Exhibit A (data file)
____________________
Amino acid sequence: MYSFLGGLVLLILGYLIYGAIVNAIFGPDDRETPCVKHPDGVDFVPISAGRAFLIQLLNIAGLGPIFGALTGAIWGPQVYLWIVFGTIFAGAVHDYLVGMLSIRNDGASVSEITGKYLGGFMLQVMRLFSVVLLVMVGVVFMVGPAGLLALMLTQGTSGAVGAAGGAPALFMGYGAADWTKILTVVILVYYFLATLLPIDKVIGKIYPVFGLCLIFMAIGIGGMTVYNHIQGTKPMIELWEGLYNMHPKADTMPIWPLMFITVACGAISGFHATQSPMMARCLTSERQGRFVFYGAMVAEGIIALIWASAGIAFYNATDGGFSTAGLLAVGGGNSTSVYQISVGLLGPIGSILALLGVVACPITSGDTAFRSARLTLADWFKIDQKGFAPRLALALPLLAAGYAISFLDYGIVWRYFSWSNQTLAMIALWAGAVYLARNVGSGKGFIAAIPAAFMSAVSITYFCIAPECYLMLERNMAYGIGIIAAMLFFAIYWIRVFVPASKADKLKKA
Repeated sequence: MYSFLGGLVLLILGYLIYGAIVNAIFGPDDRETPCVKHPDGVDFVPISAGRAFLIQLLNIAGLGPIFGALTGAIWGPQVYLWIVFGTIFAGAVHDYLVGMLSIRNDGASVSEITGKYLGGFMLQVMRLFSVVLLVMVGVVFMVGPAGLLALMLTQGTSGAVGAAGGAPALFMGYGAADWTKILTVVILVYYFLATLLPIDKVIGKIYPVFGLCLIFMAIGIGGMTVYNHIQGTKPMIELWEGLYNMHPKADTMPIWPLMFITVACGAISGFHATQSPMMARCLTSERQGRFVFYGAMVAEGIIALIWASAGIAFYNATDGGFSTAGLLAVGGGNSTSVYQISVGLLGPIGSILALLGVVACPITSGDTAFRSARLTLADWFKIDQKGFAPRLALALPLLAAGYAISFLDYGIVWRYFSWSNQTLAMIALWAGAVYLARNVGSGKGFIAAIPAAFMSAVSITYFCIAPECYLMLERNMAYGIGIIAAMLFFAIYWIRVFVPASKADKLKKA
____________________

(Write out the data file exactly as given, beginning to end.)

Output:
Amino acid sequence: MYSFLGGLVLLILGYLIYGAIVNAIFGPDDRETPCVKHPDGVDFVPISAGRAFLIQLLNIAGLGPIFGALTGAIWGPQVYLWIVFGTIFAGAVHDYLVGMLSIRNDGASVSEITGKYLGGFMLQVMRLFSVVLLVMVGVVFMVGPAGLLALMLTQGTSGAVGAAGGAPALFMGYGAADWTKILTVVILVYYFLATLLPIDKVIGKIYPVFGLCLIFMAIGIGGMTVYNHIQGTKPMIELWEGLYNMHPKADTMPIWPLMFITVACGAISGFHATQSPMMARCLTSERQGRFVFYGAMVAEGIIALIWASAGIAFYNATDGGFSTAGLLAVGGGNSTSVYQISVGLLGPIGSILALLGVVACPITSGDTAFRSARLTLADWFKIDQKGFAPRLALALPLLAAGYAISFLDYGIVWRYFSWSNQTLAMIALWAGAVYLARNVGSGKGFIAAIPAAFMSAVSITYFCIAPECYLMLERNMAYGIGIIAAMLFFAIYWIRVFVPASKADKLKKA
Repeated sequence: MYSFLGGLVLLILGYLIYGAIVNAIFGPDDRETPCVKHPDGVDFVPISAGRAFLIQLLNIAGLGPIFGALTGAIWGPQVYLWIVFGTIFAGAVHDYLVGMLSIRNDGASVSEITGKYLGGFMLQVMRLFSVVLLVMVGVVFMVGPAGLLALMLTQGTSGAVGAAGGAPALFMGYGAADWTKILTVVILVYYFLATLLPIDKVIGKIYPVFGLCLIFMAIGIGGMTVYNHIQGTKPMIELWEGLYNMHPKADTMPIWPLMFITVACGAISGFHATQSPMMARCLTSERQGRFVFYGAMVAEGIIALIWASAGIAFYNATDGGFSTAGLLAVGGGNSTSVYQISVGLLGPIGSILALLGVVACPITSGDTAFRSARLTLADWFKIDQKGFAPRLALALPLLAAGYAISFLDYGIVWRYFSWSNQTLAMIALWAGAVYLARNVGSGKGFIAAIPAAFMSAVSITYFCIAPECYLMLERNMAYGIGIIAAMLFFAIYWIRVFVPASKADKLKKA